70s Western with little to say
You get the feeling sometimes that in the 1970s the Western didn’t really know where to go. Early 70s examples of the genre toyed with revisionism, pictures like Doc, Little Big Man and Dirty Little Billy doing a demolition job on former heroes Wyatt Earp, General Custer and Billy the Kid. Little Big Man, Soldier Blue and the like also experimented with violent pro-Indian, anti-US Cavalry stories. There were some late spaghettis in the early 70s but that genre was pretty well dying, and many US Westerns were showing signs of reverse engineering, i.e. producing American spaghetti (Barquero, Two Mules for Sister Sara, High Plains Drifter and so on).
John Wayne was still making big, commercial Westerns of the old type (Chisum, Rio Lobo, Big Jake et al) but they seemed dated and by the end of the decade Wayne, Howard Hawks, Raoul Walsh and Henry Hathaway were all dead. Henry Fonda and James Stewart were virtually retired.
Not the high water mark of the Western movie
In the first part of the decade Sam Peckinpah was making elegiac ‘end-of-the-West’ pictures like Cable Hogue, Junior Bonner and Pat Garrett & Billy the Kid, but the latter picture, in 1973, was his last ‘proper’ Western. Hell, in mid-decade they even canceled Gunsmoke.
Of course there were exceptions, excellent 1970s Westerns: I’m thinking of such pictures as Monte Walsh (1970), McCabe & Mrs. Miller (1971), Ulzana’s Raid (1972), Blazing Saddles (1974), The Outlaw Josey Wales (June 1976) and The Shootist (August 1976). But that’s just it – they were exceptions. And can you name a really good 70s Western after The Shootist? At the end of the 70s Michael Cimino’s was filming his elephantine flop Heaven’s Gate and its disastrous performance in 1980 seemed to seal the fate of the Western. It had nothing left to say, it was thought, and no studio wanted to risk big budgets on cowboy films any more. No, the 70s were decidedly not the high point of the Western genre.
It was against this background that Fox came out with a trail-drive picture, The Culpepper Cattle Company. It didn’t augur well that the director chosen, Dick Richards (below), who also co-wrote it, was one who had made his name doing TV commercials. He had never done a Western before (and wouldn’t do another either). Surprisingly (for me) Culpepper’s script earned Richards the Screenwriter's Annual Story Award given by the Writer's Guild of America. There are some good lines, yes (“Don't let your mouth overload your hardware, cowboy.”) but overall it seems to me slow and uneventful to the point of being turgid, and the characters are hardly developed at all.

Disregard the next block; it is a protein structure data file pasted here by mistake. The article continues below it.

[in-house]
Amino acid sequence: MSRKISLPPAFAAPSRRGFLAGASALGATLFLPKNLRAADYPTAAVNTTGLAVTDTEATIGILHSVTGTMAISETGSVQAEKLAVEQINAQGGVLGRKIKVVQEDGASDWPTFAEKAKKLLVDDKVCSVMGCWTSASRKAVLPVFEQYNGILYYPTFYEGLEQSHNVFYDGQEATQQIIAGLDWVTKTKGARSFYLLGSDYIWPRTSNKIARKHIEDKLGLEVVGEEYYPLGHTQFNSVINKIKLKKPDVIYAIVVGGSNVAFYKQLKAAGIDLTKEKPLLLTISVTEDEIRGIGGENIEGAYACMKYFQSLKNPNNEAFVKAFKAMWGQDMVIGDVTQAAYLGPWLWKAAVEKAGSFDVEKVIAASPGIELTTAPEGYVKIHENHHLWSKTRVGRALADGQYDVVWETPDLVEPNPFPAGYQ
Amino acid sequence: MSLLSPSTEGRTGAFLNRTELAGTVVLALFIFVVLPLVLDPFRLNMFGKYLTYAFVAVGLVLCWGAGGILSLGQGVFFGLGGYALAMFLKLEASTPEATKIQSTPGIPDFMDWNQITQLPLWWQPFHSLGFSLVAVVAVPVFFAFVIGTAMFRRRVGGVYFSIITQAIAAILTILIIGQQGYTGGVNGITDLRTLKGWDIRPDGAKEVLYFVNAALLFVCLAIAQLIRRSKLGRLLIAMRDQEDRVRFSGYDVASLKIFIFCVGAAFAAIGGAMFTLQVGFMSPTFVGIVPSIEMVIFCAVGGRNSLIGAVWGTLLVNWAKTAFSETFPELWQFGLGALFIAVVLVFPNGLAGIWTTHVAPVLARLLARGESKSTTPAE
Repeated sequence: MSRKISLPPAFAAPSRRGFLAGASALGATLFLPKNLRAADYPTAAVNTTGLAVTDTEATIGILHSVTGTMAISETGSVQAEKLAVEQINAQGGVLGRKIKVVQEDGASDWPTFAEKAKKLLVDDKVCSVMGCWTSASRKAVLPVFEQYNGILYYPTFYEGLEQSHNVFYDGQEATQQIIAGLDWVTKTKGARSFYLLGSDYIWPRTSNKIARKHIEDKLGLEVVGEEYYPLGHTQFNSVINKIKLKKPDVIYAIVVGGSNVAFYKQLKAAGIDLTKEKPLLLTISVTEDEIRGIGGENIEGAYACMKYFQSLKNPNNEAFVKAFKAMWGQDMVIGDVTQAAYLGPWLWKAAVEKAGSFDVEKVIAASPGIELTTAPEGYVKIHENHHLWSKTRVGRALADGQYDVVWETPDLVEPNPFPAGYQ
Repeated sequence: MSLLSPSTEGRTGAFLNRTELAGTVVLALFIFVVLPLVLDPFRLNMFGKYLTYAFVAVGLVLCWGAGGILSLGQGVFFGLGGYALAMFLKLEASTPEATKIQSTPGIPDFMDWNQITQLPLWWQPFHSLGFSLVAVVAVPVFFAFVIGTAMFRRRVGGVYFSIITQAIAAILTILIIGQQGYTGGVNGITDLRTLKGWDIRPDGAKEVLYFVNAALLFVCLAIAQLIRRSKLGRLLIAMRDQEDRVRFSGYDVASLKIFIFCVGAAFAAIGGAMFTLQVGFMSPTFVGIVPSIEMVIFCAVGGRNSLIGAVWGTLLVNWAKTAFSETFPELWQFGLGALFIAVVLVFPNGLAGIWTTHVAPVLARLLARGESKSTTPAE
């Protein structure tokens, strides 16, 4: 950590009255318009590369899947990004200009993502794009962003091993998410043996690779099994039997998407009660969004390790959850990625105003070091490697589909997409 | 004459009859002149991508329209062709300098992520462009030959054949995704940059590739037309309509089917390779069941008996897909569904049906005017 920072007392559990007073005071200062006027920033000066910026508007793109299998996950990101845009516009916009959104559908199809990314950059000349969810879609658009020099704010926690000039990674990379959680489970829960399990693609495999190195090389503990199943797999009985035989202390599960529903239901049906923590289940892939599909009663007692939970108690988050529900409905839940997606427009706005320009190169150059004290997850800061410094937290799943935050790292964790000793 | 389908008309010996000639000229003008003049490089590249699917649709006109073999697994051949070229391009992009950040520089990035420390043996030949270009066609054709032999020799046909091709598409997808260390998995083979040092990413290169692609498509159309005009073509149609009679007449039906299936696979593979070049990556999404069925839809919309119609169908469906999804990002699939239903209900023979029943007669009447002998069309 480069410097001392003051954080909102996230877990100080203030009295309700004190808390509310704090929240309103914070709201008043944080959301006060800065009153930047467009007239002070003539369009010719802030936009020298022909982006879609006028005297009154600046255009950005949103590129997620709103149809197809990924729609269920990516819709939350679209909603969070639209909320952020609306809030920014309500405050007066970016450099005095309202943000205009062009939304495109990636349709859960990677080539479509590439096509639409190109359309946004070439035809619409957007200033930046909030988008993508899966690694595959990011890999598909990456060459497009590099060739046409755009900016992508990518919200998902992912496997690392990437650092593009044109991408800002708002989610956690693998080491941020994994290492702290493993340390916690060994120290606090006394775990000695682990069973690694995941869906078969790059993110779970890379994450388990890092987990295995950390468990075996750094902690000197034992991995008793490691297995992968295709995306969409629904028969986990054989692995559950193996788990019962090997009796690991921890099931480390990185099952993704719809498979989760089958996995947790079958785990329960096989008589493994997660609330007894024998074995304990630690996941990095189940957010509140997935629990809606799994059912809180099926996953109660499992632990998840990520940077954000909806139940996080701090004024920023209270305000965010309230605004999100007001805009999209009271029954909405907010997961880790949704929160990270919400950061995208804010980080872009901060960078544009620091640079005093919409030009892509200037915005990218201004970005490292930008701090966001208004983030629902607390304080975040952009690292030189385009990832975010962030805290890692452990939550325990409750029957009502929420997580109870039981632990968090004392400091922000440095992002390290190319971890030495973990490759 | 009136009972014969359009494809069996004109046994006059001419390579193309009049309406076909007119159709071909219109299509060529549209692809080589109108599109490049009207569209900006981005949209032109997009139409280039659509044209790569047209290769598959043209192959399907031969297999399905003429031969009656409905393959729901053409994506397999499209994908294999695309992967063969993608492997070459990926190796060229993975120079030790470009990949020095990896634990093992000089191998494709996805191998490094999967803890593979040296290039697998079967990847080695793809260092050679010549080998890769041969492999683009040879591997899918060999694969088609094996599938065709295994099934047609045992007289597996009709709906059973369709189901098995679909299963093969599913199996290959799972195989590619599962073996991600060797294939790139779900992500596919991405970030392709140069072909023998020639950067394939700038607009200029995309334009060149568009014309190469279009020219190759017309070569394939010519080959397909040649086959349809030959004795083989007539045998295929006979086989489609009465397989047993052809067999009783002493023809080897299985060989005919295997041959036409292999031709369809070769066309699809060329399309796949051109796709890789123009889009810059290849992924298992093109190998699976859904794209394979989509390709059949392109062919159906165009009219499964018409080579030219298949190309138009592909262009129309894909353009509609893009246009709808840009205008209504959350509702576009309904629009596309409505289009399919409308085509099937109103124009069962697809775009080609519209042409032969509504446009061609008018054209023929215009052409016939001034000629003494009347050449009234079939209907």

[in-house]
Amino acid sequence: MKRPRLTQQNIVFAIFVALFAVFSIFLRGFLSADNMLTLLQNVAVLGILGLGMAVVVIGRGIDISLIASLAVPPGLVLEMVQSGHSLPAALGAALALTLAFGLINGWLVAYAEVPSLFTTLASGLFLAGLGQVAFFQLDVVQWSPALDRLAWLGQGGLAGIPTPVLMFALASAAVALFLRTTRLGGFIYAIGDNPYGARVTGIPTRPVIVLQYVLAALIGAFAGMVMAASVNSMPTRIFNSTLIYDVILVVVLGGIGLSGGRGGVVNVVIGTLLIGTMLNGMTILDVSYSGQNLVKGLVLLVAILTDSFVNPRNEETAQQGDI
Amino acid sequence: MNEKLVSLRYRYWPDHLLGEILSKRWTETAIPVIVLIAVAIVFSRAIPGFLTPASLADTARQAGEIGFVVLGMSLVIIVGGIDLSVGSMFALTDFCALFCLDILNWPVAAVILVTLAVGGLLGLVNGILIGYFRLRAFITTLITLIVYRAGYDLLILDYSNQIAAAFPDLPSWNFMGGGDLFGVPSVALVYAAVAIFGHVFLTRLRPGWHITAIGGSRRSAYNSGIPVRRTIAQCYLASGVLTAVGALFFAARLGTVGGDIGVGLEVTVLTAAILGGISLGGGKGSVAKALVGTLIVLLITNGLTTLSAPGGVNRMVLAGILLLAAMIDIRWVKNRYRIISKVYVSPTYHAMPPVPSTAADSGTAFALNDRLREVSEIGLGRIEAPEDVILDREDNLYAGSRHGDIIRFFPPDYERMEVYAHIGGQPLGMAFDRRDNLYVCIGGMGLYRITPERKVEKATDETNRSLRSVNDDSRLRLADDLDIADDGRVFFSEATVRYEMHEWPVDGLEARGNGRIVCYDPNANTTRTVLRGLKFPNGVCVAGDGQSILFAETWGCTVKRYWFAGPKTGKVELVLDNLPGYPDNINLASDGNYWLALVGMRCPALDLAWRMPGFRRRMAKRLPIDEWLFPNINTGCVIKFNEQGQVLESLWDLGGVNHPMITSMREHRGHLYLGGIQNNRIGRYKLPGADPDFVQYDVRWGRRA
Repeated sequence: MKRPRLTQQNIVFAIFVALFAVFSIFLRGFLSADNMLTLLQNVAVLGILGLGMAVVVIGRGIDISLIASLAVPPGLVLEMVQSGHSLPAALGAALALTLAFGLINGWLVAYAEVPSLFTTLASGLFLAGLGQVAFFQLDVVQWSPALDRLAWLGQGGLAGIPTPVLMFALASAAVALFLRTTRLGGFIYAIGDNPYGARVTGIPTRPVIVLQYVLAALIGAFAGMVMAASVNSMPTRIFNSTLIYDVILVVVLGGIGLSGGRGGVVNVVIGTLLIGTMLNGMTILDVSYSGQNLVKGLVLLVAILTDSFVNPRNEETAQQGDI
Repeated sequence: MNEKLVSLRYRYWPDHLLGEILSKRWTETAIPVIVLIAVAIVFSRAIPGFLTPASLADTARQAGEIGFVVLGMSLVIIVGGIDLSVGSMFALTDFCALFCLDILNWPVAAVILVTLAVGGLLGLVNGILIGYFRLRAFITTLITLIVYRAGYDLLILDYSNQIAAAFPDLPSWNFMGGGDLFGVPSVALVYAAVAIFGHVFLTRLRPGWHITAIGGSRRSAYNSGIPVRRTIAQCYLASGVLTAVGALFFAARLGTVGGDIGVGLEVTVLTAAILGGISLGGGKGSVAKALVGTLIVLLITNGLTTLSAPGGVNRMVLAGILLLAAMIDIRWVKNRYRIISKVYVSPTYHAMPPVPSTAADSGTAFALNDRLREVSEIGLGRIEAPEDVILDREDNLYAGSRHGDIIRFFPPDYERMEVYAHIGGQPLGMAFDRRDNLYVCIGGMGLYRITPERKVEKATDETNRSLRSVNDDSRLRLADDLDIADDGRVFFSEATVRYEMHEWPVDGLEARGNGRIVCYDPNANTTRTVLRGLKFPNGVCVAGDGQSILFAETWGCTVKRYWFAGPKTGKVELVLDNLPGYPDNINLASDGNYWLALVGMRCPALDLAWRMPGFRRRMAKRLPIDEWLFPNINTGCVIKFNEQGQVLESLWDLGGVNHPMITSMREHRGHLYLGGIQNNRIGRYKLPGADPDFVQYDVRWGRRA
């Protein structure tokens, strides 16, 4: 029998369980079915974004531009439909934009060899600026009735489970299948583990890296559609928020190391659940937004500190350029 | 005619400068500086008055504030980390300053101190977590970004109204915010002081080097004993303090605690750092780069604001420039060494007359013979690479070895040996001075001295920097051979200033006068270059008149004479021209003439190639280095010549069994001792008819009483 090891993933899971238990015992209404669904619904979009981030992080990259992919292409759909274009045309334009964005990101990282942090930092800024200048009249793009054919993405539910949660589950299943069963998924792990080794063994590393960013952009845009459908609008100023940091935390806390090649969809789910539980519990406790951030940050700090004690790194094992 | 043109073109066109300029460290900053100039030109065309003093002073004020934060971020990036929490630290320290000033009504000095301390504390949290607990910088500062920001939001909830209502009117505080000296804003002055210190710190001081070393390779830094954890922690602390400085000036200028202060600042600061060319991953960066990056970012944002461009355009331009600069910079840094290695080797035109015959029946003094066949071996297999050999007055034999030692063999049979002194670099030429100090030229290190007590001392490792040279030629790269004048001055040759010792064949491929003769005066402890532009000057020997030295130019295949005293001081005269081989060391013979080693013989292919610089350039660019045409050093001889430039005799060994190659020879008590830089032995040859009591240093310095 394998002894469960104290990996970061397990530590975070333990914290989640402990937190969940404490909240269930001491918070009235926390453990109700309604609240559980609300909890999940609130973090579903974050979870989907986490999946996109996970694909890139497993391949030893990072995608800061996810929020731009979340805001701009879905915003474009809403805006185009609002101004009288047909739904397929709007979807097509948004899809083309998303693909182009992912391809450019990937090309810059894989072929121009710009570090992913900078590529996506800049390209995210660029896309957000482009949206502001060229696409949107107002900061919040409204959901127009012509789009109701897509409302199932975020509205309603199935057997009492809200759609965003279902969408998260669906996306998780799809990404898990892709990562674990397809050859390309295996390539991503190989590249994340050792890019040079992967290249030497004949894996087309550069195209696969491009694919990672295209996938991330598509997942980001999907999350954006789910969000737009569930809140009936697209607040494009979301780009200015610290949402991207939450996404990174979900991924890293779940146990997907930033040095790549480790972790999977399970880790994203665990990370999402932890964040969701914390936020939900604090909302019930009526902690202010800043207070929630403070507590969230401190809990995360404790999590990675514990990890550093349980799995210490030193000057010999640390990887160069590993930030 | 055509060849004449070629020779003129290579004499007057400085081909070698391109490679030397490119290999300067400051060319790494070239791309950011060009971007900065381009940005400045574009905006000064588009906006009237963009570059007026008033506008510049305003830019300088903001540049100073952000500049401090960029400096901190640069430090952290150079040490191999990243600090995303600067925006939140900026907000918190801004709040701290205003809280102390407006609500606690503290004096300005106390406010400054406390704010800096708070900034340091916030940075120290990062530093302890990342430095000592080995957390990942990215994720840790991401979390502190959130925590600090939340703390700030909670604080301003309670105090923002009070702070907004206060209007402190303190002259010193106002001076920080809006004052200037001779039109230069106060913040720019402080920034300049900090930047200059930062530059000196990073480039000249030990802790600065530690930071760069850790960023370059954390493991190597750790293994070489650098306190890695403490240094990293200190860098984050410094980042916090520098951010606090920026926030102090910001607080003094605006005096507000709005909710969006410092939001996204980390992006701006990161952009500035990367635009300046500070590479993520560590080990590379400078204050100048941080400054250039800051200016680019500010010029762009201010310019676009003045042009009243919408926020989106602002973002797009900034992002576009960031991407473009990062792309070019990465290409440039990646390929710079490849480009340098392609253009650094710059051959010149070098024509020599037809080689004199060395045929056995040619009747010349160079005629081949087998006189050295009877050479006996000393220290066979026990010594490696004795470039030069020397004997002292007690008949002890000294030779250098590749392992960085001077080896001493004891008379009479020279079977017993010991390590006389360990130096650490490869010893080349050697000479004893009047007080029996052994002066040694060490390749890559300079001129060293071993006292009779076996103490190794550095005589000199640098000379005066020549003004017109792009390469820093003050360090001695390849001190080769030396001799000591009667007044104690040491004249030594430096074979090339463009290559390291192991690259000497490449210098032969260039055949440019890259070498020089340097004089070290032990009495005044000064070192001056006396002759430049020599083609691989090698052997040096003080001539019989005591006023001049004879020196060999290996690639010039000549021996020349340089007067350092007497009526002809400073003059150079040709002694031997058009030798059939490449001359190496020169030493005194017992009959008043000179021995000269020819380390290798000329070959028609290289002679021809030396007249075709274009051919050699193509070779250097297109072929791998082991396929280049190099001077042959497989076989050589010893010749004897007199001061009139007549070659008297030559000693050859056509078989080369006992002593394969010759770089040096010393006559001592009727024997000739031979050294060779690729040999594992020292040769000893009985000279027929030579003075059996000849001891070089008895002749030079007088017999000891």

Brian Garfield, in his fine book Western Films, says of this movie:
"A pastiche of predictable trail-drive set pieces and occasional raw jokes and shock-value brutality, the film strives for documentary realism but achieves mainly ennui."
"It is without suspense and there isn’t any drama in the contrived coming-of-age story. There are gun battles, for example, but since all the characters look alike we have no idea who is shooting at whom."
That is true, and the result of bad directing.
Certainly it is a visually attractive movie. There are some glorious Arizona locations, often shot in dying light (there were two directors of photography for some reason, Lawrence Edward Williams and Ralph Woolsey). But at times that seems to be the only point. The New York Times critic Roger Greenspun perceptively called it “an overly handsome Western”.
Ridin' off into the sunset
As Garfield said, it’s essentially a coming-of-age story, starring young Gary Grimes as a green kid who gets taken on by cattle baron Frank Culpepper (Billy “Green” Bush) on a trail drive, first as a menial cook’s assistant, then, gradually, as a cowboy. Grimes had become famous the year before in Summer of ’42. Culpepper was his first big Western and he would follow it with Cahill US Marshal the year after and The Spikes Gang in ’74, in all three playing a green kid growing up. And as far as Westerns went, that was all she wrote. He’s OK as Ben Mockridge and does manage to convey the wide-eyed astonishment and growing disillusion at life on the Plains.
Green kid (I like the hat)
Bush as gritty, single-minded cattleman Culpepper was probably the pick of the cast. He’d been a cowboy in Monte Walsh in 1970 and he would later be Marshal Joe Belle in Tom Horn but he didn’t so a great number of big-screen Westerns (there weren’t that many to do). Otherwise, you can spot Luke Askew and Matt Clark as cowpokes and a surprisingly convincing Geoffrey Lewis as a tough gunslinger.
Lewis good as killer
Royal Dano is a rustler who foolishly tries to take some of Culpepper’s steers. I liked Raymond Guth as the misanthropic cook. "Kid, cowboying is something you do when you can't do nothing else."
Bushy-bearded Culpepper (right) is tough and single-minded
It’s set in 1866 but of course the guns and hats and so on are 1870s + (they always were).
There’s little or no romance, of either kind. The only women are whores. Ben looks for camaraderie among his fellow cow punchers but finds none. The cowboys are only a team when violence rears its head (at times they seem to kill everyone they meet). The young man finally has enough, symbolically dropping his gun and riding off alone, rather bizarrely with a massed choir singing Amazing Grace.
The boy becomes a man by shooting dead the barman
There’s a good score (Jerry Goldsmith and Tom Scott), in fact also used in an earlier non-Western film, The Flim-Flam Man, and that helps a bit. But the picture meanders, frankly, and though stylish is in the last resort unsatisfactory, or anyway unsatisfying.